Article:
Montparnasse Montparnasse2

On our first full day in Paris, we headed out to Montparnasse, the part of town that was used by the famous Parisian artists of the early 20th century. These artists came from all over the world and included Pablo Picasso, Jean Cocteau, Tsuguharu Foujita and Edgar Degas, just to name a few. The architecture in Montparnasse is indicative of the artistic history: most buildings have large windows that let light into the in-house studios used by the artists. I spotted a Chinese restaurant called “Gastronomie Chinoise”, and for some reason, I found the name strange, worth mentioning. I was particularly impressed by the Japanese immigrant artist, Foujita. I quizzed Vincent our guide and learned that Foujita met and married a French lady in a rather impressive period of time (around 10 days)...so I was right to speculate that there was something “special” about the guy. 

Les Halles

The neighborhood of Les Halles has long been a space of trade, a tradition which continues to this day through the large underground shopping mall the Forum des Halles. The area has undergone a series of renovations starting with the work done under Haussmann in the 19th century. Interestingly, a plaza near the Forum des Halles was built over the former Cemetery of Innocents, where citizens of lower classes were buried without distinction until the end of the 17th century. When the cemetery was filled to capacity and became a health hazard for habitants, it was emptied. The bodies were transferred to what are now known as the Catacombs. 



What can someone do with a free morning in Paris? So much! A few of us took advantage of the free time and scoped out some of the quarters not mentioned on our schedule. We stopped by a neighborhood called Belleville. What describes Belleville? Immigration, noise, commotion, even dirtiness--not the typical “belle.” We witnessed a Belleville in movement: buying a croissant from a boulangerie, only to be overcharged (only by 10 centimes), seeing the woman behind the counter aggravated, obviously because of the busy morning, tasting the buttery croissant while watching two straight lines of children holding hands being led by their teacher around town, listening to kids making so much noise, pointing, joking—being kids. We walked up the hill of Belleville, and at the top, we reached a viewing point of the city. Did we look down? Not so much, more like looked straight. While the previous day, we were at the Montparnasse Tower and we could see cars moving up and down the long roads, at this height in Belleville, all we could see were stagnant buildings—no movement. I guess the “bouge-ing” really depends on one’s height or point of view.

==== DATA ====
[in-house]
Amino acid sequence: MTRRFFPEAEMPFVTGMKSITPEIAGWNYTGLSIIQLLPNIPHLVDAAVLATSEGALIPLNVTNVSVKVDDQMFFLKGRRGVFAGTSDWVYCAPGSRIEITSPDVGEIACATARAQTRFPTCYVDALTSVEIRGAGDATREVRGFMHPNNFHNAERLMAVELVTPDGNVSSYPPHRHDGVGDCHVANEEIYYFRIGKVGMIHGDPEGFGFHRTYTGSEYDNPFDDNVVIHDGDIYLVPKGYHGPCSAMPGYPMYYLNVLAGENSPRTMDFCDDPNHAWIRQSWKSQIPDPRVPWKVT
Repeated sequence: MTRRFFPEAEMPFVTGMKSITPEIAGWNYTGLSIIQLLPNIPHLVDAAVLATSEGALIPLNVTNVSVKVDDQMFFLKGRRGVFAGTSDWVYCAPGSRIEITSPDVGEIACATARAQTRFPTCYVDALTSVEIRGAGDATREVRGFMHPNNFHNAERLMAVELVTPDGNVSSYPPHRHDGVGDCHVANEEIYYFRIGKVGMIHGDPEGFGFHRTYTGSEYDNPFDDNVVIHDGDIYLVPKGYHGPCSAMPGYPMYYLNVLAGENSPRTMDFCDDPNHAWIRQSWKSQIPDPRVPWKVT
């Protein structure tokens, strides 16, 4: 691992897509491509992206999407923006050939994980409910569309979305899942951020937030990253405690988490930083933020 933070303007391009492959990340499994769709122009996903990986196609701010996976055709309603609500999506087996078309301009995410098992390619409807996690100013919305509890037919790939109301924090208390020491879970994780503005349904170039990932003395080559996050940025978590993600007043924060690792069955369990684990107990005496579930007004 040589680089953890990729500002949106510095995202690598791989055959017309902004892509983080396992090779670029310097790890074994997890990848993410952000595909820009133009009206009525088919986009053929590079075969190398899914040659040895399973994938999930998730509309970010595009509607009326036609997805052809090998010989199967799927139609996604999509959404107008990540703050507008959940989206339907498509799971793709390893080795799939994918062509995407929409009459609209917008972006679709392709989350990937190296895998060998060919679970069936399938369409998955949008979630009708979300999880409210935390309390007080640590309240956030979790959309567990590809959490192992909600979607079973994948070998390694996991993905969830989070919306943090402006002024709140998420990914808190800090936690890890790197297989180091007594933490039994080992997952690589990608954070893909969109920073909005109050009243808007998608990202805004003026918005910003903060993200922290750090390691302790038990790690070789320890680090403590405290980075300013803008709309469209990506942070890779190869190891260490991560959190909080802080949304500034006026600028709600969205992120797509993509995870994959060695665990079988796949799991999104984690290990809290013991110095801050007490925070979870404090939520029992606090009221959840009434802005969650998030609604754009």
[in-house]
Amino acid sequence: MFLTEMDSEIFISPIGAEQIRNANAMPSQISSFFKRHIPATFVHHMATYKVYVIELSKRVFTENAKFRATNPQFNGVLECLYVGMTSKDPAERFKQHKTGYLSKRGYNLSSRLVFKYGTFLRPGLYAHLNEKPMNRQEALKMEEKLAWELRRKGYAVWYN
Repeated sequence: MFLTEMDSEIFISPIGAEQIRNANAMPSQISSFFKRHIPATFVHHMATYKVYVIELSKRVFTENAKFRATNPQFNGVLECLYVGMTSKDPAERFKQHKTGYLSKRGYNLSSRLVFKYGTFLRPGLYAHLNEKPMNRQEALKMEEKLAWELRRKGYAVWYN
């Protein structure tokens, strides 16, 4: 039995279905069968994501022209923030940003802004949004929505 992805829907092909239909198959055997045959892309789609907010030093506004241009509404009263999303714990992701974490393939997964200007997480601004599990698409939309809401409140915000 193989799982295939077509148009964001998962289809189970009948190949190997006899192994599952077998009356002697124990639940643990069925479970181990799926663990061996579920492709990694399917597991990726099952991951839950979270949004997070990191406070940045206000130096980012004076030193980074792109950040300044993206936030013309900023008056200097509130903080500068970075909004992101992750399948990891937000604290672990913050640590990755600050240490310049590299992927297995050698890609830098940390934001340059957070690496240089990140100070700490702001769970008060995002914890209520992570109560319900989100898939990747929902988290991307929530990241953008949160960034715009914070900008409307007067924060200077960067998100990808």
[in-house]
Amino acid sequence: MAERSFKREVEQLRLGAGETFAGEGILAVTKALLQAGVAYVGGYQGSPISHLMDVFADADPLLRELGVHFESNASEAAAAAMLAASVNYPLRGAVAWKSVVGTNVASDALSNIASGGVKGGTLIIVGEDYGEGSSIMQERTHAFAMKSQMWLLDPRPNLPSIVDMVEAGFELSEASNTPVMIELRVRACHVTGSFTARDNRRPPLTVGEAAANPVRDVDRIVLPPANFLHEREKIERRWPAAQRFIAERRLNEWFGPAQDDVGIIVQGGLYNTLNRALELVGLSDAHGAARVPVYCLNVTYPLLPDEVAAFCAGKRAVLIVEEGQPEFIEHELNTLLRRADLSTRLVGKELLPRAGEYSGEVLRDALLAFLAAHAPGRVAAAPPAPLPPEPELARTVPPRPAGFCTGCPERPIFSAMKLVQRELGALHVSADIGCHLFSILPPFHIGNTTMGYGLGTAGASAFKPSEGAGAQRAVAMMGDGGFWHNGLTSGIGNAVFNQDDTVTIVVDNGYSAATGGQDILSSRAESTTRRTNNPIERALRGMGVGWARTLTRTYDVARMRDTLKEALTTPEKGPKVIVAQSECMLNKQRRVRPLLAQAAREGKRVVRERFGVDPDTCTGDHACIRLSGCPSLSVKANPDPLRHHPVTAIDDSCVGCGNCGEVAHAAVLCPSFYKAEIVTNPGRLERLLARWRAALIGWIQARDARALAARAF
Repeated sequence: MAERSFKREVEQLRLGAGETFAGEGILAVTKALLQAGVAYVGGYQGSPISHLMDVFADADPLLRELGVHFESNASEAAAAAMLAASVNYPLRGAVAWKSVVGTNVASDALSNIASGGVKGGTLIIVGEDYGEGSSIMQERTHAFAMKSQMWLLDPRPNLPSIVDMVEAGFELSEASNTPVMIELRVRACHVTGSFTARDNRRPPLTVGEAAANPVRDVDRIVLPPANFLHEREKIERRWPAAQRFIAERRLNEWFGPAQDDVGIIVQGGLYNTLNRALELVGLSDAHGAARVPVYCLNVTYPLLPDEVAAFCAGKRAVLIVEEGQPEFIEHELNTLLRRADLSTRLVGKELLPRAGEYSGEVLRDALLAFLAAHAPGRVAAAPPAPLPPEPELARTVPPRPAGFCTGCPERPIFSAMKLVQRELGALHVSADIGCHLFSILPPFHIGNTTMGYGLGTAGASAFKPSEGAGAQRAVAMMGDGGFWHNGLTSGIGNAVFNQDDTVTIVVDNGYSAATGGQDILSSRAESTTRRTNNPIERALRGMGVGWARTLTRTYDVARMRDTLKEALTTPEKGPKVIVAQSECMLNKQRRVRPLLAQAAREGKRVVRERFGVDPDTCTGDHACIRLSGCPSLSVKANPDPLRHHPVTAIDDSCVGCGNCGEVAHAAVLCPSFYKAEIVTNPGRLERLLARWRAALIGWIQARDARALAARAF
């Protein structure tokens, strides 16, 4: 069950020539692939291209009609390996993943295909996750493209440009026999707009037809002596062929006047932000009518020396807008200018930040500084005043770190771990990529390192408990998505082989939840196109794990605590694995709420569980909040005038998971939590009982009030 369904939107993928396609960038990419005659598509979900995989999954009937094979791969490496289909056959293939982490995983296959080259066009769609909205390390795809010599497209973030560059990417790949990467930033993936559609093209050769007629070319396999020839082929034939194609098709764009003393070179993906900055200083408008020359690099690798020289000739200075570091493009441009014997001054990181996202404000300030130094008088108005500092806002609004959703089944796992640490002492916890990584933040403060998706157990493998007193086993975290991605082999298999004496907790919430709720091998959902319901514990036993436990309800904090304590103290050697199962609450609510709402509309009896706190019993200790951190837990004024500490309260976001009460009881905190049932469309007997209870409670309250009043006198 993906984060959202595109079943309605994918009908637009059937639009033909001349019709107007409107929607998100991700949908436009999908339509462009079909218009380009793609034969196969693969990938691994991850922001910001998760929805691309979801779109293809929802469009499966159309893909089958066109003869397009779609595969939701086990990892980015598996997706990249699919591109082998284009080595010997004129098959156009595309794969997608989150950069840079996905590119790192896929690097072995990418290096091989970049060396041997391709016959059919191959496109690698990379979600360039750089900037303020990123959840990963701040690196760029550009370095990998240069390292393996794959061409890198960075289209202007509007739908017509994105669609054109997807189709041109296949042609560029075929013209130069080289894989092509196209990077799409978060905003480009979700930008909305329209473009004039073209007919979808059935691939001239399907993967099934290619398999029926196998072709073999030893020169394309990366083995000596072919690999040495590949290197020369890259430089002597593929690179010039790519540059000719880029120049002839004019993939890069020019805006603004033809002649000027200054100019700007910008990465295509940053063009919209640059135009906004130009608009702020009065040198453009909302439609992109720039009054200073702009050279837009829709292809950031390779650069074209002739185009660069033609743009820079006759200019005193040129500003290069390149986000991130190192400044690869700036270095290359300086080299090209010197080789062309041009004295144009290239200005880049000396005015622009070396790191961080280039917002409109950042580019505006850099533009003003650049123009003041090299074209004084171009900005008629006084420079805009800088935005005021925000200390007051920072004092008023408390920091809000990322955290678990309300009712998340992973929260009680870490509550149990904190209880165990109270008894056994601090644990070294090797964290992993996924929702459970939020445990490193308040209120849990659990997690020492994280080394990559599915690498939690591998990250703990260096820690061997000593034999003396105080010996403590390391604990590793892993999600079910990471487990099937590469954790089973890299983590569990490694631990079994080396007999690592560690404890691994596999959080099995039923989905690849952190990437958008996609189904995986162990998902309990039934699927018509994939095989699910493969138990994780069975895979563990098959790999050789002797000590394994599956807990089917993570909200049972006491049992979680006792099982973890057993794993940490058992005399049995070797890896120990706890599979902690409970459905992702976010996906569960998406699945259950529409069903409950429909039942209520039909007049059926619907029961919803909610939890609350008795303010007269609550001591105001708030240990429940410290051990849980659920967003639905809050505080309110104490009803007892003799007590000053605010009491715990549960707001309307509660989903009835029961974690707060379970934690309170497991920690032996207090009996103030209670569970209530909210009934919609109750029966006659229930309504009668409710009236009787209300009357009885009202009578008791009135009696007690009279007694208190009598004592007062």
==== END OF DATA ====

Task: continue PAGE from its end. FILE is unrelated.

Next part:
Quartier Latin


Warm and fed after a delicious lunch at Le Montebello, we headed off to explore the Quartier Latin. Sophie explained to us the how the original Université de Paris was founded by a ‘Corporation des Maîtres et Elèves’ in the 11th century, for “l’enseignement libre”, or free education. Apparently in order to be a professor, one had to demonstrate the “faculté d’enseigner”, the faculty or ability to teach theology, medicine, etc. The word “faculté” then came to refer to the different disciplines (Faculté des Arts, Faculté de Medicine etc), and nowadays we continue to see its use in the collegiate environment when we refer to professors as “faculty”. 
Later, we visited the College de Bernadins, a place where monks used to be educated, which boasted the spectacular Salle de Refectoire. Compared to the rich colors and almost opulence of Sainte-Chapelle, the architecture here lacked ornamentation, which we learned was the Cistercienne’s philosophy in designing environments to encourage people to ‘return to prayer’. 

We then walked by the Panthéon, where some of France’s most celebrated figures are interred, and then we saw Eglise St. Genevieve, high schools like Lycée Henry IV, and the former site of Ecole Polytechnique, which now is the Ministère d’Agriculture. While Sophie was pointing out the building to us, a security guard on walkie talkie came over to investigate what was going on, because he thought we were potentially starting a “manifestation” (demonstration)! As he got closer and heard Sophie, he responded back on the walkie talkie that it was “seulement une maitresse avec ses élèves”, or “only a school teacher with her pupils”. Très rigolo! 
We eventually reached La Sorbonne, the prestigious and renowned Université de Paris, and Prof. Levet’s alma mater! 
Sorbonne Pasteur
Sophie managed to arrange a ‘visite guidée’ with Monsieur Serge Peyre. He explained how the university was founded by Robert de Sorbon, the private chaplain to Louis IX, who wanted to create a college with free instruction (even today it remains around 400 Euros per year). One of its benefactors later on was Cardinal Richelieu (yes- that Richelieu, the villain so well known in Dumas’s Three Musketeers) who also served as it’s Proviseur, or Principal, for some time.